Has mixology jumped the shark? Are we finally over waxed moustaches, vests, and arm gaiters? There have been a lot of recent rumblings to indicate that’s true. First, the word “mixologist”—which was hard to commit to anyway (and whenever I heard it or spoke it, I always mentally added air quotes)—has virtually dropped out of common restaurant parlance, and, frankly, good riddance. Instead, you’ll hear more straightforward titles: barman, bartender, and beverage director. It’s a transition that seems to make everyone feel more comfortable when they’re talking about drinks.
The other indicator of the death of mixologists is the near absence of the bartender’s witchery in the growing popularity of small-batch-distilled whiskeys. These are often served neat or with a little bit of water, and, obviously, there’s little opportunity for stagecraft when pulling a craft beer.
But, though flaming, muddling, shaking “mixologists” may be on the downswing, barmen are rising—and, they’re also getting smarter.
Jason Schuler, barman at Gleason’s (he thinks the word “mixologist” gets thrown around too easily) says he uses his position behind the bar to educate rather than to perform a show. “At Gleason’s, we have a lot of people who really want to know about the ingredients: the bitters, the spirits, all the infusions. So, instead of doing all of that showmanship—and I came from LA where there was a lot of showmanship—I take the time to educate people about the ingredients that we use.” Soon, Schuler will be debuting his line of packaged organic, boutique bitters, syrups, and teas under the name Drink More Good (drinkmoregood.com). In fact, some of Schuler’s products are already being used in Gleason’s cocktails, like The Black Dahlia, which is made with Rittenhouse Rye, Meletti Amaro, and Schuler’s house-made bitters. You’ll find Drink More Good products at Gleason’s and at Gleason’s sister restaurant, Birdsall House; Schuler is also hoping to vend his products at local shops and farmers markets.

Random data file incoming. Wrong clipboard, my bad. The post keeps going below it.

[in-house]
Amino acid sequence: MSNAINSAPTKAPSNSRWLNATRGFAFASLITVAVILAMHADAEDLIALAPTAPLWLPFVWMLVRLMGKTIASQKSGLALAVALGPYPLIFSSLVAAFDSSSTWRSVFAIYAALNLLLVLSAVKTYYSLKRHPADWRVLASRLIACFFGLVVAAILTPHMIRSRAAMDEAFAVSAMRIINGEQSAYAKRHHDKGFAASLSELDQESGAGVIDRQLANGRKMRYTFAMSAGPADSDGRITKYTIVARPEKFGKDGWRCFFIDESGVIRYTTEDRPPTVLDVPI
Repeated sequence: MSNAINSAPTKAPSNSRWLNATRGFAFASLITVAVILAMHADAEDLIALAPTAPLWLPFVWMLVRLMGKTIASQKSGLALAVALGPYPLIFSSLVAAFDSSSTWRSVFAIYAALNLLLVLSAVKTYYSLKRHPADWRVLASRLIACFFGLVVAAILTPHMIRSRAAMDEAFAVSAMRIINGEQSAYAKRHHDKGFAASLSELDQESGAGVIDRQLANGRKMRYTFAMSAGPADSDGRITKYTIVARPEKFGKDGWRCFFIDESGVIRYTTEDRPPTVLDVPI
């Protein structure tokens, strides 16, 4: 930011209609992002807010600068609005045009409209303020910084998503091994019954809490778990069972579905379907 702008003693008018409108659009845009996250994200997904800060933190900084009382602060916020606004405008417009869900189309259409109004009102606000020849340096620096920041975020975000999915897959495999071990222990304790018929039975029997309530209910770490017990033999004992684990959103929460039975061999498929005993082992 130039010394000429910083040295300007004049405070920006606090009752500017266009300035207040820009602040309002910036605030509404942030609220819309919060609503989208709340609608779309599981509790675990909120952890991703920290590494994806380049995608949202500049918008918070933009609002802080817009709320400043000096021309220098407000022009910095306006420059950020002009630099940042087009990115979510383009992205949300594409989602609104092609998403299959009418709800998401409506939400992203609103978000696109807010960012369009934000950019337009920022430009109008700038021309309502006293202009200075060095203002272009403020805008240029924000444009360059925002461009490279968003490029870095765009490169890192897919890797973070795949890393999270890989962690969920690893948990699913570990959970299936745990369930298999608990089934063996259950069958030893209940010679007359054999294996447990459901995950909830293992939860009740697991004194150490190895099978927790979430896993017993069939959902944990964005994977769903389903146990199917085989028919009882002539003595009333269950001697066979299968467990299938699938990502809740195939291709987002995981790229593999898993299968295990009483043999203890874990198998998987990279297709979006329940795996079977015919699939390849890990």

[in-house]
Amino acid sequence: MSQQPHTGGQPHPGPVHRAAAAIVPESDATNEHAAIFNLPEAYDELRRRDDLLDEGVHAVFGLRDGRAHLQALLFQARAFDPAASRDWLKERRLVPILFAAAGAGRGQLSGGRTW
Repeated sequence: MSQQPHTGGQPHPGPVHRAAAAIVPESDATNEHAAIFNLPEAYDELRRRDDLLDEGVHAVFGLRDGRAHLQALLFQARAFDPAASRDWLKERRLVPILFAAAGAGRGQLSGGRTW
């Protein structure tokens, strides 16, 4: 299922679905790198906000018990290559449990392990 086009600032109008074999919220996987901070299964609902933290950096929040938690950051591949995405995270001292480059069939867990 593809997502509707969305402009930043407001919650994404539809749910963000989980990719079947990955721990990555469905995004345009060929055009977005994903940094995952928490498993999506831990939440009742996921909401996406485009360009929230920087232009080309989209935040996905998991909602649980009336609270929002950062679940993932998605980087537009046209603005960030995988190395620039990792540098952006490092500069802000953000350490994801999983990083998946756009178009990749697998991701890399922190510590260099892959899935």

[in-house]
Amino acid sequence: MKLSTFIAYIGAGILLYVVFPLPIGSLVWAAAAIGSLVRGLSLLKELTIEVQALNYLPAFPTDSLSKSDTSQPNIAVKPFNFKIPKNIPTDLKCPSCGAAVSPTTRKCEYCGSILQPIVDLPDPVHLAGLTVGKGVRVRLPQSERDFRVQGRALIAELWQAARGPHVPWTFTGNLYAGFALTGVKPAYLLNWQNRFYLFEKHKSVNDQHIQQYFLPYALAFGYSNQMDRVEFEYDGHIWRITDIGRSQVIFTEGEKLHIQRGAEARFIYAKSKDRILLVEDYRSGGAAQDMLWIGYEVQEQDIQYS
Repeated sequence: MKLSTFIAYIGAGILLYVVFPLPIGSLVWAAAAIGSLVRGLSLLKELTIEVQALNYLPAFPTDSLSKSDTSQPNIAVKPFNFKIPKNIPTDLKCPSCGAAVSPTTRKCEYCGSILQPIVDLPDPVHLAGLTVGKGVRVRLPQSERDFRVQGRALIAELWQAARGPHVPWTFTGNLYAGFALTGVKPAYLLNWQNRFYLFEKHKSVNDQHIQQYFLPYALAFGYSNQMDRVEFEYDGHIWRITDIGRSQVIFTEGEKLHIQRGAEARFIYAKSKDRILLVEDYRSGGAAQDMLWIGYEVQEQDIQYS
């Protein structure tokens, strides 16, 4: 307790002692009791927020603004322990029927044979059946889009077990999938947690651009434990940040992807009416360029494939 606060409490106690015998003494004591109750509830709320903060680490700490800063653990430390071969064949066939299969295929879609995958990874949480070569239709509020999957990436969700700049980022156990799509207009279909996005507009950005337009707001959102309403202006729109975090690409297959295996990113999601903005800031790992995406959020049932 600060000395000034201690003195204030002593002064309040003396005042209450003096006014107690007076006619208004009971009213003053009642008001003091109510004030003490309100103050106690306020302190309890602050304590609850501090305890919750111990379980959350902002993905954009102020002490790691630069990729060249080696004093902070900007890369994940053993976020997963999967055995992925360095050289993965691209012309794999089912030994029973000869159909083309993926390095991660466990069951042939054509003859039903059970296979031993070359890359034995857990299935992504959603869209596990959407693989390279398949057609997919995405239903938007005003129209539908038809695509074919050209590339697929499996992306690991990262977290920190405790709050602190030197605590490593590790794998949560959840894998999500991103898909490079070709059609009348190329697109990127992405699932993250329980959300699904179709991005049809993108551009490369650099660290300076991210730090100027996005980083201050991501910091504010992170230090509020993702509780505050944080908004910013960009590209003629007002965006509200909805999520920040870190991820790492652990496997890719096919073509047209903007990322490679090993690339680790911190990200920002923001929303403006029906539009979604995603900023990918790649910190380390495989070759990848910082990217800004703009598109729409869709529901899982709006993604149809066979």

Restaurant North’s co-owner, Stephen Paul Mancini—who was introduced into popular consciousness by the New York Sun as the the “Mad Scientist” when a journalist discovered him in the basement of Union Square Cafe concocting nuclear-yellow limoncello—is no stranger to the more avant-garde wing of cocktails. Yet Mancini’s maddest visions always fall within the Slow Food mission of Restaurant North. “My boss [Danny Meyer of Union Square Cafe] always told me to make sure that I’m as proud of my wines-by-the-glass as I am of my entire wine list, because there are a lot of people out there who don’t make it beyond the first page. We feel it’s the same with the cocktail list. Each cocktail should really express our vision at Restaurant North.” In that vein, Mancini recently debuted a lightly carbonated cocktail that is the ultimate nose-thumb to mixologists: the Bottle Rocket. It’s presented to the diner in a capped, recycled-glass soda bottle with a twist-cap.
“We want the diner to get that ‘pssssht’ moment—you know, when you pop the top off a bottle of soda.” The 10-ounce cocktail is made with vodka that Mancini infuses with Buddha’s hand citrus, plus kaffir lime leaves, Lillet wine, and Vespaiolo wine. The concoction is lightly carbonated, then placed into a sanitized bottle, which is then hand-capped with a lever-operated Portuguese capper.
Mancini admits that there is some theatricality in the presentation (he laughs, “My boss [Meyer] always told me to sell the sizzle rather than the steak”), but it all happens far from the mixologist’s stage. In fact, it’s revolutionary that drinkers hold the power position in this cocktail. “But that’s just who we are. We’re all about fun here. I wake up and start inventing this stuff just because it’s fun.”